Infant formula is heavily promoted in the United States and the rest of the world. From the beginning, formula-makers agreed to eschew direct-to-consumer advertising (mainly to make the product seem like a prescription medication—times have certainly changed!). Instead, they came up with other ways to promote their product. Manufacturers lavishly pass out samples to new parents; when it's introduced early, supplemental formula-feeding compromises the success of breast-feeding. Health workers of all kinds receive lifetime supplies of free formula. Hospitals receive free or deeply discounted formula for use in maternity wards. The assumption is that parents will think the product they got in the hospital is the best one, and that once they've started using a formula, it shouldn't be changed (though that's not the case).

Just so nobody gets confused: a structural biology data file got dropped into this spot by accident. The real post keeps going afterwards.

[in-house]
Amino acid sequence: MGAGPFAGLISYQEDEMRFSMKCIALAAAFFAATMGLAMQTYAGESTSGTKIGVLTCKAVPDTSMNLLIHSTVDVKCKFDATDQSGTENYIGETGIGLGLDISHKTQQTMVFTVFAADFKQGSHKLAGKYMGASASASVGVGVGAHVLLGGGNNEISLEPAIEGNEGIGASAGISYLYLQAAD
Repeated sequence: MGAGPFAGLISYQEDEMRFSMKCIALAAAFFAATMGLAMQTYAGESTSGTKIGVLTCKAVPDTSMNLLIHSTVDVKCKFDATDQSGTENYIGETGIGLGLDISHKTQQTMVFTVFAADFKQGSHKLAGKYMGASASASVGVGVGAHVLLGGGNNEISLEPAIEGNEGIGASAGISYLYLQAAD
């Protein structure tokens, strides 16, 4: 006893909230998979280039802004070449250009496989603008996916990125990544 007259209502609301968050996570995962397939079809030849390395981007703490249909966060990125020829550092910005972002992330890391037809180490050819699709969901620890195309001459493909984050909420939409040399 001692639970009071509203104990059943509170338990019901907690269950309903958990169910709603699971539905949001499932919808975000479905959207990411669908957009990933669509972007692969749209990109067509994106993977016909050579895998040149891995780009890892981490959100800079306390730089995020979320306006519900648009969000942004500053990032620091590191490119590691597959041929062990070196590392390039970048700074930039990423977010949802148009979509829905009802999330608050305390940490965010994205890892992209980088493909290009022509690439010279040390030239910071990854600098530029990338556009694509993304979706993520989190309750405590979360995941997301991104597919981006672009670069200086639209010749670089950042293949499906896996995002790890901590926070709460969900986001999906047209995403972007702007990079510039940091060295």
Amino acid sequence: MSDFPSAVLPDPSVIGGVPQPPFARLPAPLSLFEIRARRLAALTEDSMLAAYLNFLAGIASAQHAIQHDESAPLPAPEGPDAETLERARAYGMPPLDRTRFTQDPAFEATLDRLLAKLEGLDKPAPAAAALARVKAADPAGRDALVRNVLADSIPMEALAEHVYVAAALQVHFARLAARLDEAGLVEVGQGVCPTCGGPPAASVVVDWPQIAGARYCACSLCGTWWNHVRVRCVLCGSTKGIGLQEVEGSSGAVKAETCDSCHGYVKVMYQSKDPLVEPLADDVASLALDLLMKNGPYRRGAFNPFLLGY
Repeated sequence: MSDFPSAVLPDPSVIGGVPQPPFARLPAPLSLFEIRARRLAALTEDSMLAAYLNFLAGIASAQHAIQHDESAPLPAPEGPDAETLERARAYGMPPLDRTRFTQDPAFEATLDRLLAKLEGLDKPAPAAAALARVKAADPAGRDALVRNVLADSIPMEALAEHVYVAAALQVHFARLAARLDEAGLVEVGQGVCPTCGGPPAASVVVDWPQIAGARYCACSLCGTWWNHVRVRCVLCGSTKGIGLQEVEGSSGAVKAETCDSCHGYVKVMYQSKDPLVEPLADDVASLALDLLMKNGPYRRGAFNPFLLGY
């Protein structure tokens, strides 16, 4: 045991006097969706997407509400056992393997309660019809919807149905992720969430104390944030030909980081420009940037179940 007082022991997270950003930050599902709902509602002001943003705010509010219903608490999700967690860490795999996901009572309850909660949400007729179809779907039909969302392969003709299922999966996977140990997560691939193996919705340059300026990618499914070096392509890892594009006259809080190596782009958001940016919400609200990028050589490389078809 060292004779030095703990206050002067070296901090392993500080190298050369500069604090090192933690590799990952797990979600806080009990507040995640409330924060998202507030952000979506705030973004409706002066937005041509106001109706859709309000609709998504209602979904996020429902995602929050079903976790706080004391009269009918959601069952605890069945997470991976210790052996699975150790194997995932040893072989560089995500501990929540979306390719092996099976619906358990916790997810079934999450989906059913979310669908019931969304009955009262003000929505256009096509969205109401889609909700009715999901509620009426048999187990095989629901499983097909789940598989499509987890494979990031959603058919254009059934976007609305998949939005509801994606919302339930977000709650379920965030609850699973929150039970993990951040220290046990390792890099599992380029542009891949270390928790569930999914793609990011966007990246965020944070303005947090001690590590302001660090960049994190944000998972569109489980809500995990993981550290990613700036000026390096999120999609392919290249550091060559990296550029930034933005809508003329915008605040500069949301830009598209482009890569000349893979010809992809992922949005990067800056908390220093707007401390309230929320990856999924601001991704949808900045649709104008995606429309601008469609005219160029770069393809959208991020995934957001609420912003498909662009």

Manufacturers also claim that formula closely resembles breast milk. It's true that the nutritional content is regulated by federal agencies. And since all brands must meet the same standard, most doctors consider them essentially interchangeable. (Except for the ones marked "low iron," which means for all practical purposes no iron, and are almost guaranteed to produce anemia). But whether or not it meets nutritional standards, formula is not very similar to breast milk. Granted, it contains similar amounts of protein, fat, calcium, and carbohydrates. And formula and breast milk produce similar rates of infant growth. But the resemblance ends there. Cow milk or soy proteins, the basic ingredients in almost all infant formulas, are just not the same as human proteins. One way in which they differ, for example, is that cow and soy proteins are much more likely to cause allergies in human infants. (I have only once come across a baby who was truly allergic to mother's milk, but it is pretty common to encounter formula allergies.) And formula does not have the antibodies that act locally in the baby's intestine to protect against diarrhea and perhaps other illnesses. In addition, human milk contains many, many minor or trace ingredients whose function we have no idea of, but some of which are almost certainly beneficial.